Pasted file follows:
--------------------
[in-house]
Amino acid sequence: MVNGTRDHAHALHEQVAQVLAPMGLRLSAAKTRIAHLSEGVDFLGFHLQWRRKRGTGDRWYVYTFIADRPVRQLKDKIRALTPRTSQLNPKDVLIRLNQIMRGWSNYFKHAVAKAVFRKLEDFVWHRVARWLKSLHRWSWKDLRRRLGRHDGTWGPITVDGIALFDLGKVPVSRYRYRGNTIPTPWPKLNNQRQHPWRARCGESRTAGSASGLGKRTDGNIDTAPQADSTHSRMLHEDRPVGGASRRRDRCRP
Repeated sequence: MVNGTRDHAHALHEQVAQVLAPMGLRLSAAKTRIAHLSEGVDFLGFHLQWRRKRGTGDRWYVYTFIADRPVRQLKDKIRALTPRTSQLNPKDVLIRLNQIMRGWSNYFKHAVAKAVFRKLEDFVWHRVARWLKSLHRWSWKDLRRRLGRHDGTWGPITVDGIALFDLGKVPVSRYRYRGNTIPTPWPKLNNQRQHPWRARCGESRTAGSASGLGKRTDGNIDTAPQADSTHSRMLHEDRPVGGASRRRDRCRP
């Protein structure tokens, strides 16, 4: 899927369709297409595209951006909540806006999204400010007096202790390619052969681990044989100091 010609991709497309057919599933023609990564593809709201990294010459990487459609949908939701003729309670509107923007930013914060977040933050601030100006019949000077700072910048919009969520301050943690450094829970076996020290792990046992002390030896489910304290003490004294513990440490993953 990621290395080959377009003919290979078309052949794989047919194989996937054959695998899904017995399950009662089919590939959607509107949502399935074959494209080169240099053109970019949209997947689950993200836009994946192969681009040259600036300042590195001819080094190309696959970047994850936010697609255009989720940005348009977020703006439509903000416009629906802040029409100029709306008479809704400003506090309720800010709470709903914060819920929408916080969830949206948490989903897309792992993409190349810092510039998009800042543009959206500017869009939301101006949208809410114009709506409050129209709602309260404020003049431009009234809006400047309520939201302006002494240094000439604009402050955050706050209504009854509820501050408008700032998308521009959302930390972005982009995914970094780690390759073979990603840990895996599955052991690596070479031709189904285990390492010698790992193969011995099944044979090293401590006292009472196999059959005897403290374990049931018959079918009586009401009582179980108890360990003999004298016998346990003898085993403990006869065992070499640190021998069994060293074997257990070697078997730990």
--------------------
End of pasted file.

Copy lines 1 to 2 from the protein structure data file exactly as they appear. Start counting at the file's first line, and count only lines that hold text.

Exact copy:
[in-house]
Amino acid sequence: MVNGTRDHAHALHEQVAQVLAPMGLRLSAAKTRIAHLSEGVDFLGFHLQWRRKRGTGDRWYVYTFIADRPVRQLKDKIRALTPRTSQLNPKDVLIRLNQIMRGWSNYFKHAVAKAVFRKLEDFVWHRVARWLKSLHRWSWKDLRRRLGRHDGTWGPITVDGIALFDLGKVPVSRYRYRGNTIPTPWPKLNNQRQHPWRARCGESRTAGSASGLGKRTDGNIDTAPQADSTHSRMLHEDRPVGGASRRRDRCRP